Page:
Anyone You Want Me to Be: A True Story of Sex and Death on the Internetby John Douglas, Stephen Singular
Legendary FBI profiler and #1 New York Times bestselling author John Douglas explores the shocking case of John Robinson, a harmless, unassuming family man whose criminal history began with embezzlement and fraud and ended with his arrest for the savage murders of six women and his suspected involvement in at least five disappearances. Most/i>
Legendary FBI profiler and #1 New York Times bestselling author John Douglas explores the shocking case of John Robinson, a harmless, unassuming family man whose criminal history began with embezzlement and fraud and ended with his arrest for the savage murders of six women and his suspected involvement in at least five disappearances. Most disturbing was the hunting ground in which Robinson seduced his prey: the world of cyberspace. Haunting chat rooms, targeting vulnerable women, and exploiting the anonymity of the Internet, his bloody spree was finally halted by a relentless parole officer who spent ten years trying to nail Robinson as a cold-blooded killer.
A cautionary tale set in a virtual world where relationships are established without the benefit of physical contact, and where mainstream Americans can be drawn down a dark path of temptation and death, Anyone You Want Me To Be is a contemporary real-life drama of high-tech crime and punishment.
- Pocket Star
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- 4.30(w) x 6.70(h) x 1.20(d)
Read an Excerpt
In March 2000, the phone rang in Steve Haymes's office and the voice on the line was urgent. Somebody needed to talk to him right now. Haymes was a parole officer in Liberty, Missouri, a suburb northeast of Kansas City, and in a sense he'd been expecting this call for fifteen years. He'd also been dreading it. The caller was part of a newly created task force put together by the police department in Lenexa, a suburb of Kansas City, Kansas. The Kansas-Missouri border runs through the heart of Kansas City and Haymes worked only a handful of miles from the Lenexa station. As soon as he answered the phone, the parole officer knew the matter was serious.
"The task force said they wanted to speak to me about someone," he recalls. "They didn't tell me who but said they needed to meet with me immediately. They came out here to Liberty that same day and asked me if the name John Robinson meant anything to me. I said, 'Absolutely, and I've got a file here on him about yea thick.'"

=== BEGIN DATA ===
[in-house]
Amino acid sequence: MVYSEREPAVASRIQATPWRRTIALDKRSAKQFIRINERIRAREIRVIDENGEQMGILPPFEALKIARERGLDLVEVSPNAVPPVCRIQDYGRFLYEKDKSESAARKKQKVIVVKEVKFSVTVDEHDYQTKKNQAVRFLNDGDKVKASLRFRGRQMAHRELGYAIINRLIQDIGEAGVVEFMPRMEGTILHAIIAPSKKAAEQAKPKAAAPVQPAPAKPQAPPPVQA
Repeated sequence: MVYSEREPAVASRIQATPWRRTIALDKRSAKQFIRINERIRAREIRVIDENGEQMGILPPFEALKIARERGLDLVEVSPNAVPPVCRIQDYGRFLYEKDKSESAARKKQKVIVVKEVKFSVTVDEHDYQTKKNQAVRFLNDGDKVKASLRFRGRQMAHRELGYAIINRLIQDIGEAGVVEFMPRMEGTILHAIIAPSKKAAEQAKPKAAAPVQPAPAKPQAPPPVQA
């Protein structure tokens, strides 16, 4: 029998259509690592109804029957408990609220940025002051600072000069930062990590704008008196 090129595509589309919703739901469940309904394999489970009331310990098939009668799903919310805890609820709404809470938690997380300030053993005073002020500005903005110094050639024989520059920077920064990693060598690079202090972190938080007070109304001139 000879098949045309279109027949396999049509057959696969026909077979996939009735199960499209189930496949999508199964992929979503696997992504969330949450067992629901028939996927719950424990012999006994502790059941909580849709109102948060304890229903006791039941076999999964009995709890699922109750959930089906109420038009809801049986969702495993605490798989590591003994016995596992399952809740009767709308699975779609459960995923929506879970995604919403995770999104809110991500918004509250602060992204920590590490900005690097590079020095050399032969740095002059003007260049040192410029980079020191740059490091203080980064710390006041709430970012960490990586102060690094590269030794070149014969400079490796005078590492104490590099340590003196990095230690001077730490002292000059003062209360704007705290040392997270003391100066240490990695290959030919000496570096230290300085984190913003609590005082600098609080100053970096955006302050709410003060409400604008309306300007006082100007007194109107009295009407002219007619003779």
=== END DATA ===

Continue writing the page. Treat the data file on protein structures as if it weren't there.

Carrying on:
"Yea" translated into roughly twelve to fourteen inches high. The file contained, among other things, the names of several local women who'd been missing for about a decade and a half.
Haymes welcomed the men into his office at the Missouri Board of Probation and Parole in a one-story beige building set behind a gas station and mini-mart. They began asking him questions and he began dredging up disturbing memories. The officer's hair was a little grayer than it had been back in 1985, when he'd first looked into Robinson's background, but he was still trim and his blue eyes conveyed intelligence and sensitivity. It was those eyes that had put him in this job throughout the past quarter century. In college, Haymes had studied criminal justice and had wanted to pursue a career in law enforcement, but faulty eyesight had kept him from becoming a policeman. He'd found work overseeing those on parole. Behind his small mustache, soft voice, and polite manner was an intensity and tenacity that in the mid-1980s had led him into the most frustrating investigation of his life.
"I'd maintained Robinson's file for all those years between 1985 and 2000," he says. "Normally, after a couple of years, some of that information would be in archives or destroyed, but fifteen years later his entire file was sitting in my desk. It had never gotten far from me."
When he brought the file out for the detectives on the task force, they were amazed at its size and complexity. Haymes himself was surprised to hear about the new allegations against Robinson, especially those involving the Internet. Yet, when he thought about it, he realized that the con man had always used the latest technology for his new schemes. That was part of his pattern, his evolution through the criminal justice system during the past thirty-five years. Until now, Haymes had been the only person who'd closely examined that pattern or paid close attention to Robinson. No one else had woven together the whole tapestry of his past or penetrated the surface of his personality. No one else had seen the full range of his activities, some of which almost defied belief, or where they might be leading. No one else had looked deeply at Robinson's roots or tried to uncover the source of his behavior or extremely unusual psychology. Nobody but Haymes had imagined what law enforcement was actually confronting.
Early in 1985, the slightly built parole officer had undertaken this mission alone -- and in March 2000 he was still haunted by it. He was about to become a lot more haunted.